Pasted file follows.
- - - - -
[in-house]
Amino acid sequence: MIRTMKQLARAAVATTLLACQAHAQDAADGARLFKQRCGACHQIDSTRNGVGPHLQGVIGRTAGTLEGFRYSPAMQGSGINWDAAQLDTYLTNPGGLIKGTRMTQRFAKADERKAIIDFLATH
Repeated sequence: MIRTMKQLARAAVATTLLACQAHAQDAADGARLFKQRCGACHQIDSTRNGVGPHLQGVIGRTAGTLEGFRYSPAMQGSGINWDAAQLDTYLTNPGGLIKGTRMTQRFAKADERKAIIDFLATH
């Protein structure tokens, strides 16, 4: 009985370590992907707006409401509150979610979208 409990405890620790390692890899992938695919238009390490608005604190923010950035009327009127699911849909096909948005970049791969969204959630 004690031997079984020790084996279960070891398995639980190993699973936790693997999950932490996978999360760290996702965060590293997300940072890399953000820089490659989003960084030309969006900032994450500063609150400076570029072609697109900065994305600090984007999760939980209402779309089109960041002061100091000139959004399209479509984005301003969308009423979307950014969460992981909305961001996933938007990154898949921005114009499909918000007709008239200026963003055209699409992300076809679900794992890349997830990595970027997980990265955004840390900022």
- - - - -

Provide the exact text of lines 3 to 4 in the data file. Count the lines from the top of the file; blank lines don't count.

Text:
Repeated sequence: MIRTMKQLARAAVATTLLACQAHAQDAADGARLFKQRCGACHQIDSTRNGVGPHLQGVIGRTAGTLEGFRYSPAMQGSGINWDAAQLDTYLTNPGGLIKGTRMTQRFAKADERKAIIDFLATH
């Protein structure tokens, strides 16, 4: 009985370590992907707006409401509150979610979208 409990405890620790390692890899992938695919238009390490608005604190923010950035009327009127699911849909096909948005970049791969969204959630 004690031997079984020790084996279960070891398995639980190993699973936790693997999950932490996978999360760290996702965060590293997300940072890399953000820089490659989003960084030309969006900032994450500063609150400076570029072609697109900065994305600090984007999760939980209402779309089109960041002061100091000139959004399209479509984005301003969308009423979307950014969460992981909305961001996933938007990154898949921005114009499909918000007709008239200026963003055209699409992300076809679900794992890349997830990595970027997980990265955004840390900022």